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  • From one star to five: Reactions to Rusalka

From one star to five: Reactions to Rusalka

We've collected together reviews, tweets, blogs and videos of the controversial production by Jossi Wieler and Sergio Morabito

This article has 5 comments

  1. C&N responded on 7 March 2012 at 12:37am Reply

    It is quite rare to be able to see Rusalka live, for that reason we were all the more disappointed. The staging had nothing to do with the pure, simple and powerful poesy of the story and music. It felt like a total betrayal and pure vandalism and vulgarity. We chose to "close our eyes" and only enjoy the music, which was brilliantly performed by the orchestra, the conductor and the singers. Overall a huge disappointment for something we were so much looking forward to.

  2. It's just the contrary. "Pure, simple, powerful poesy"? Certainly not. Dark story, awful things happening, sexual underscore, overall suffering, THIS is Dvorak's and Kvapil's Rusalka, nothing to do with Hänsel und Gretel.
    The problem of a lot of opera goers is that they don't reflect on what they see, beyond the first visual impression (no, I wouldn't decorate my home like Barbara Ehnes' sets, but that's not what they are made for). You can't do justice to such a complex work with a simple decorative setting.
    If you just want to listen to the music, you can go to concert performances.

  3. Arthur Wyatt responded on 8 March 2012 at 6:40pm Reply

    Rusalka, Romeo and Juliet, Etc
    I attended both the Ballet (Romeo and Juliet) and the Opera (Rusalka) yesterday.
    As a teacher one is made very aware of human behaviour. On the Internet it is all too easy to access pornography. Some watch, for entertainment Zoophilia, even human castration by force and actual beheadings or less extreme repetitive restricted code of popular culture. (examples not at the top of the Maslow Triangle explained below). One is made aware of:-
    Maslow’s Hierarchy of Needs
    ‘Abraham Maslow developed a model of motivation based on needs, organized from the most basic physiological requirements, through emotional needs, and culminating in the need to develop one’s innate potential.

    The model is often depicted as a pyramid, with the baser needs at the bottom and the aesthetic needs at the peak. Maslow’s theory says our survival needs must be satisfied first. Only then are we motivated to fill our higher level needs.

    Maslow included five sets of goals, or basic needs, in his hierarchy. They are physiological needs, safety needs, love needs, esteem needs, and the need for self-actualization.’

    I believe that the Royal Opera House in its entirety attempts to address the very peak of the Maslow Triangle.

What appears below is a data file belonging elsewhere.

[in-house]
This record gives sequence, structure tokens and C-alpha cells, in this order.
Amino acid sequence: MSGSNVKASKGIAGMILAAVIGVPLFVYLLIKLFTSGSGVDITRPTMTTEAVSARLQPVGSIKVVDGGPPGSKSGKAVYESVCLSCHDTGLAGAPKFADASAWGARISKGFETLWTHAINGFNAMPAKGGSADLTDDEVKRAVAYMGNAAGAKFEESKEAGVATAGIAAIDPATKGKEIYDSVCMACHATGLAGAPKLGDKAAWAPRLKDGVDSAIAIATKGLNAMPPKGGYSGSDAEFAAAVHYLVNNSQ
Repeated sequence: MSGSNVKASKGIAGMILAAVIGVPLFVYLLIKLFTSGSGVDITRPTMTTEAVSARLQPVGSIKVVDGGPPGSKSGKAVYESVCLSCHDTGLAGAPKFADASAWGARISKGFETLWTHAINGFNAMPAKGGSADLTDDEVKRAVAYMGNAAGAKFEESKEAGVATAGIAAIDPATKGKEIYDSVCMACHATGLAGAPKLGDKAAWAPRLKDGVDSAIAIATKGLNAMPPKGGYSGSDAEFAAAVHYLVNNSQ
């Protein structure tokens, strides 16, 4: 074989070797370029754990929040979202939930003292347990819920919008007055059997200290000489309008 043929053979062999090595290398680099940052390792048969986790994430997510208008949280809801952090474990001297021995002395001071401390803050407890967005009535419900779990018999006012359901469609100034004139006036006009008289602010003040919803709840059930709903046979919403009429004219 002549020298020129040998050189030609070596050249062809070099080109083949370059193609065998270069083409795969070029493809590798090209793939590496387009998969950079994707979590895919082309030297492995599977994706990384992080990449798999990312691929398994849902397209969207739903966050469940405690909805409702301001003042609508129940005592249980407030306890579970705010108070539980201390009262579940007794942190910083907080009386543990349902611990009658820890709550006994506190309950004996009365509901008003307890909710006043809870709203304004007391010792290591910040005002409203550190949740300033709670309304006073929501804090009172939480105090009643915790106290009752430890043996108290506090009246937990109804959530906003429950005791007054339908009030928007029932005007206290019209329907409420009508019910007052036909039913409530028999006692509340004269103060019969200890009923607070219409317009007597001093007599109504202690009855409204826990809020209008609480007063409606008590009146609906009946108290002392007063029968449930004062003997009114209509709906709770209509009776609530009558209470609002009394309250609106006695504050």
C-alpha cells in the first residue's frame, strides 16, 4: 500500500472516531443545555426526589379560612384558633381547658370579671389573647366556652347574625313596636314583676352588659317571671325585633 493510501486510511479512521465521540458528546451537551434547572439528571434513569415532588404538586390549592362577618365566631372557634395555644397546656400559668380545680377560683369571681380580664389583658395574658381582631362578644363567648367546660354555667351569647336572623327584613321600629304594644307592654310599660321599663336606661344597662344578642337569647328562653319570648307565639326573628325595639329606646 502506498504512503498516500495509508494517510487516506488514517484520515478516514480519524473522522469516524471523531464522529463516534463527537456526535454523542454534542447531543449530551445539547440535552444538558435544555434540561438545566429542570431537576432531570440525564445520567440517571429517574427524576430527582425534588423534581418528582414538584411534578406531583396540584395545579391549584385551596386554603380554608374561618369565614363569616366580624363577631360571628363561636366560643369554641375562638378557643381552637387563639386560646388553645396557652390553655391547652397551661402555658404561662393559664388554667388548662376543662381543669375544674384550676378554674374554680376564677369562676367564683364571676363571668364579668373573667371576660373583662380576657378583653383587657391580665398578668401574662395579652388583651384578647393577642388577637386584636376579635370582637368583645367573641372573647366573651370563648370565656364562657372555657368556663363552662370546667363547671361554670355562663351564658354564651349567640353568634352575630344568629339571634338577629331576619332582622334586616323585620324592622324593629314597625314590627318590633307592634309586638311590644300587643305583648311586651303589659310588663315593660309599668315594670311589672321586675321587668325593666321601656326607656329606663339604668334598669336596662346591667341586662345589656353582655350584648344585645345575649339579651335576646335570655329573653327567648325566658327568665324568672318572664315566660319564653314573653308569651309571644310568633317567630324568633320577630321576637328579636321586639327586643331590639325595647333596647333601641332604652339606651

There are influences in our current society that do not have aims in this direction (why I gave examples above) and many members (a huge proportion) who do not recognise the value of your highest aims. Quote Jonathan Ross at a past BAFTA “This is one evening they won’t be able to put on an opera (laugh). There is a huge percentage of the population who do not appreciate opera and ballet (more than half?). Many others who ridicule both opera and ballet. Do we want to cater to their lack of appreciation or taste?
    Consider the following which can be applied to music, opera or ballet just as easily as language.
    Basil Bernstein made a significant contribution to the study of communication with his sociolinguistic theory of language codes. Within the broader category of language codes are elaborated and restricted codes. The term code, as defined by Stephen Littlejohn in Theories of Human Communication (2002), “refers to a set of organizing principles behind the language employed by members of a social group” (p. 178). Littlejohn (2002) suggests that Bernstein’s theory shows how the language people use in everyday conversation both reflects and shapes the assumptions of a certain social group. Furthermore, relationships established within the social group affect the way that group uses language, and the type of speech that is used.
    Restricted code does not often belong at the top of the Maslow triangle.
    One has to learn from somewhere to appreciate the most subtle art forms and that may involve experiencing the peripheral experiences – e,g, The countryside backdrops of Swan Lake, La Sylphide or Rusulka. The Elaborated code required to produce classical music often reflects these experiences or for instance in the case of Shostakovich’s war symphony the desperation on a cold winter’s misty morning or the snow scene in the Nutcracker. N.B. the feelings go together with the surrounding environment that exists at the time. These of course may or may not reflect nature but usually reflect something external to pure music. During my own lifetime I have seen attitudes change and even plays written for the 1950’s do not fit the current social situation. Changing the period of say a Mozart opera a little therefore does a little damage. Changing it a lot, considerable damage. I have a DVD of a Handel opera set with modern warfare. It is worrying to watch and the concern is that other great works will end up the same way if the audience do not speak out.
    Furthermore great art in the form of Ballet etc has a civilising effect and more importantly has no national or language barriers. Appreciation of such art forms bring people together.
    As far as explicit material is concerned, my view is that if it is a modern great work then this will not impinge on the property (intent) of those who created it in the first place. Introducing such material that did not exist in a work is violating the property of composer, choreographer, script writer etc.
    We come to last night’s opera (Rusalka). The producer tinkered with the setting with the excuse that he was making opera more accessible. What he was doing in fact was moving the setting from near the top of the Mazlow Triangle of audience perception to one further down to satisfy baser needs and taking away the visual effects that were in harmony with Dvorak’s intention.
    I was lucky enough to sit in the front row and talk to two of the musicians who agreed with me that a genuine performance was what was wanted and actually got the same message during the applause during the curtain call from more of them.
    The image of Anna Delvin in her underwear may be titillating or the Zoophilia example of a cat having it away with Rusalka close to breaking the law but this was not Dvorak’s aim. I complimented the orchestra on the way they fought back by producing the most magnificent sound. As the telegraph review stated ‘If you shut your eyes it was magnificent’.
    I spoke to several people most members of the audience concurred with my view. Only one thought the production was acceptable. Don’t kid yourself they were just cheering the orchestra and the singing. This feedback is accurate.